In the context of the stagnation of the indy movement in form and content – and in the face of huge global meme moments like #MeToo, and as the system failure kicks-in, it’s worth exploring a range of other ideas and approaches and deeper responses to crisis.
Acid Communism was the name of a book the thinker Mark Fisher was writing before his death.
Fisher – writer, music commentator, father, revolutionary – was a member of the group Plan C. They write:
“The organisation has been experimenting with the practice of consciousness raising groups, modeled on those that formed the organisational bedrock of the 1970s socialist feminist movement. Such groups provide a space in which we can talk about our experiences, problems and feelings aiming to recognise their commonalities and then link them to the wider structures of society that constrain our lives. After all, once we recognise that so many of the problems in our lives, which we might have previously blamed on our individual failings, are in fact quite common and shared, then it’s a short leap to conclude that they must have structural causes. The attempt to resurrect this practice is part of Plan C’s attempt to develop an antagonistic anti-capitalist politics that’s also based on a politics of care. This is a care without borders or boundaries. It’s a care that demands Everything for Everyone, a sentiment beautifully described by Mark in a blog post from 2015:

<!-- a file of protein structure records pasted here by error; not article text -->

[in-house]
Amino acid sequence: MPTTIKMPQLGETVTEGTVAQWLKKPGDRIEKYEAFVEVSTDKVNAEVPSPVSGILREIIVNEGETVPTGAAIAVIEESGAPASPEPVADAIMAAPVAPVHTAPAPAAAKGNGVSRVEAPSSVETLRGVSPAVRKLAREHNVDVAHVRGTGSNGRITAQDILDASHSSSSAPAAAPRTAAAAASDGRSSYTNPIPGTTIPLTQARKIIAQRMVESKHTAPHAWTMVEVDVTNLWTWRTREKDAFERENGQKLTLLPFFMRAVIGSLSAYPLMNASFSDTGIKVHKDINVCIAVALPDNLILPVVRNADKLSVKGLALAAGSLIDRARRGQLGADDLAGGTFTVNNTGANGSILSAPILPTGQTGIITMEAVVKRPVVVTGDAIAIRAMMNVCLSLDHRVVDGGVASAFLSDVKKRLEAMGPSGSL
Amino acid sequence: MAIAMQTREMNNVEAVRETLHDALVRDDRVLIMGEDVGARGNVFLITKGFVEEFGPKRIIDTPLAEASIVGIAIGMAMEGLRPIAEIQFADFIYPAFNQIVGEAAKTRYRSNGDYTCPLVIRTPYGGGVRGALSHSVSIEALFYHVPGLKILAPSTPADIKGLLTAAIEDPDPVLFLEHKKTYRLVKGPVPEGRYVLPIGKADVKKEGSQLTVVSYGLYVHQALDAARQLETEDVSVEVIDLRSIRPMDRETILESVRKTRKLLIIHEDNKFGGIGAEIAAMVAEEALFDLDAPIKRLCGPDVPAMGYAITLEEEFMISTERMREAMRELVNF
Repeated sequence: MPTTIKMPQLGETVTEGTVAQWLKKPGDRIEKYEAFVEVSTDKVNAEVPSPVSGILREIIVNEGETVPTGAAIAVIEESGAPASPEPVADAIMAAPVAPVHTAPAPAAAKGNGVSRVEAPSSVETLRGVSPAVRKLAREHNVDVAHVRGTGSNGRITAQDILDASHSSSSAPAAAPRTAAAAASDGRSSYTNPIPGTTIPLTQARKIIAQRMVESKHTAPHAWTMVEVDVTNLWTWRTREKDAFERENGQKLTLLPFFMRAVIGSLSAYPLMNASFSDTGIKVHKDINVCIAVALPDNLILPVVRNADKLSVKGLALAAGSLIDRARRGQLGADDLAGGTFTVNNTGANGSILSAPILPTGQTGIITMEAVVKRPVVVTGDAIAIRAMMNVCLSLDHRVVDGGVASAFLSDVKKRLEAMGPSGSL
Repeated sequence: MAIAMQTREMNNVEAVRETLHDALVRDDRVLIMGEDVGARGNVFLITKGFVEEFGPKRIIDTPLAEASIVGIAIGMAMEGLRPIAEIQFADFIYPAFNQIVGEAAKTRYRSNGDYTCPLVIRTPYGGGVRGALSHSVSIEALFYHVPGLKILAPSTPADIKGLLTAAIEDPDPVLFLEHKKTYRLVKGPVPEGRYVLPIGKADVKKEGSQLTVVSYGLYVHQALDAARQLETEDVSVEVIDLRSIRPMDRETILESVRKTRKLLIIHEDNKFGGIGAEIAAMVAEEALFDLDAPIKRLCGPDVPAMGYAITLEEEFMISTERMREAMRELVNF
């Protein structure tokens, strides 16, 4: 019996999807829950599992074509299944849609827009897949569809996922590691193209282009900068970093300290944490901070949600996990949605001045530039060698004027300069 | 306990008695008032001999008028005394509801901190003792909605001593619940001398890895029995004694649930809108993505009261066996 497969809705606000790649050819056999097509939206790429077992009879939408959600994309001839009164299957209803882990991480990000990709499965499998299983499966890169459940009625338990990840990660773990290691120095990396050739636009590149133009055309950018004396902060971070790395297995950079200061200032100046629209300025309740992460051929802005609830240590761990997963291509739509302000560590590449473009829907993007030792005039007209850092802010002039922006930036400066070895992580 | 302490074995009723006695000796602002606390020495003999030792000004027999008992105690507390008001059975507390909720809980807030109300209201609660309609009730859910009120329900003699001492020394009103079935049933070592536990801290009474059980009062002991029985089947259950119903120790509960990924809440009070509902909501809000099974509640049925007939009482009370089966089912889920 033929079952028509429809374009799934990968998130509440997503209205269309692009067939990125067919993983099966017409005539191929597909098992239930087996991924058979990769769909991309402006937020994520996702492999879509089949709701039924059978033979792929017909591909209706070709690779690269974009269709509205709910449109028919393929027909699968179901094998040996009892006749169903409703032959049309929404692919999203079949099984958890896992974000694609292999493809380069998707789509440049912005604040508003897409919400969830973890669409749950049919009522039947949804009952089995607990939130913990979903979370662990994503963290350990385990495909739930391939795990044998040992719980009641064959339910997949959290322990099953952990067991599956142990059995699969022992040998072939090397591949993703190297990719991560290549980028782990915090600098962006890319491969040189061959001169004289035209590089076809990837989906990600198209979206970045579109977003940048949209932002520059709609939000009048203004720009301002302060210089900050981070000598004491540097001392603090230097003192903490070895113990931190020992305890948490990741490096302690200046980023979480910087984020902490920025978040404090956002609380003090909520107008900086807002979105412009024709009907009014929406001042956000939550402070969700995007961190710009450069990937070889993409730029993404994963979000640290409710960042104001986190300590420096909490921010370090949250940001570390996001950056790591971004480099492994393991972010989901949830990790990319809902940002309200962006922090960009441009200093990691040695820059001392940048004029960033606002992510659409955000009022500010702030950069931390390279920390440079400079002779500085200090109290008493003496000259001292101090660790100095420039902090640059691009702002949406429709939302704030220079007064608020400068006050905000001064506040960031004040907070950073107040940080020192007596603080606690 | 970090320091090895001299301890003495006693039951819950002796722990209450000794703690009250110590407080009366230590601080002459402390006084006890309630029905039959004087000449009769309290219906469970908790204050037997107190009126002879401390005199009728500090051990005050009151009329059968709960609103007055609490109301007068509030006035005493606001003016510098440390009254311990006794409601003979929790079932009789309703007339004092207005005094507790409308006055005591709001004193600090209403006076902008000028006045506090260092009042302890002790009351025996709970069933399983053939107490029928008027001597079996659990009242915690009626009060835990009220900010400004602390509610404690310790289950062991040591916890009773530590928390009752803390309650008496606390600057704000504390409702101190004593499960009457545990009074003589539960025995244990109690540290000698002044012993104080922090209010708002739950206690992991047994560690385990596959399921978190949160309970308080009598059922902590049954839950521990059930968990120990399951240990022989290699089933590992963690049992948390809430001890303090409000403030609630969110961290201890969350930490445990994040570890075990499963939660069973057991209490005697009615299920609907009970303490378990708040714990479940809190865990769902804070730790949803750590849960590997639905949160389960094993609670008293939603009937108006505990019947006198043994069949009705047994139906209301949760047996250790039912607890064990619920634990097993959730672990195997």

Real wealth is the collective capacity to produce, care and enjoy. This is Red Plenty. Red belonging is temporal and dynamic. It is about belonging to a movement: a movement that abolishes the present state of things, a movement that offers unconditional care without community (it doesn’t matter where you come from or who you are, we will care for you any way).
“We can see in the video how Mark brilliantly redefines his own concept of Capitalist Realism into a form of, what he calls, consciousness deflation. Indeed, he starts to identify the neoliberal turn as a conscious project by ruling elites to undo the effects of the different forms of consciousness raising found in the 1970s. Alongside feminist consciousness raising he also identifies the various ways in which class consciousness was raised. To these he then adds the consciousness changing effects of psychedelia, which worked through pop culture to embed a notion that reality is plastic and changeable. Wow, what a move. Before his death Mark was writing a book on post-capitalist desire called Acid Communism so we can see that this was no mere digression but an opening up of whole new areas of enquiry. Where can we find post-capitalist desire expressing itself today? How can we help that desire to be realised?”
More on Plan C here.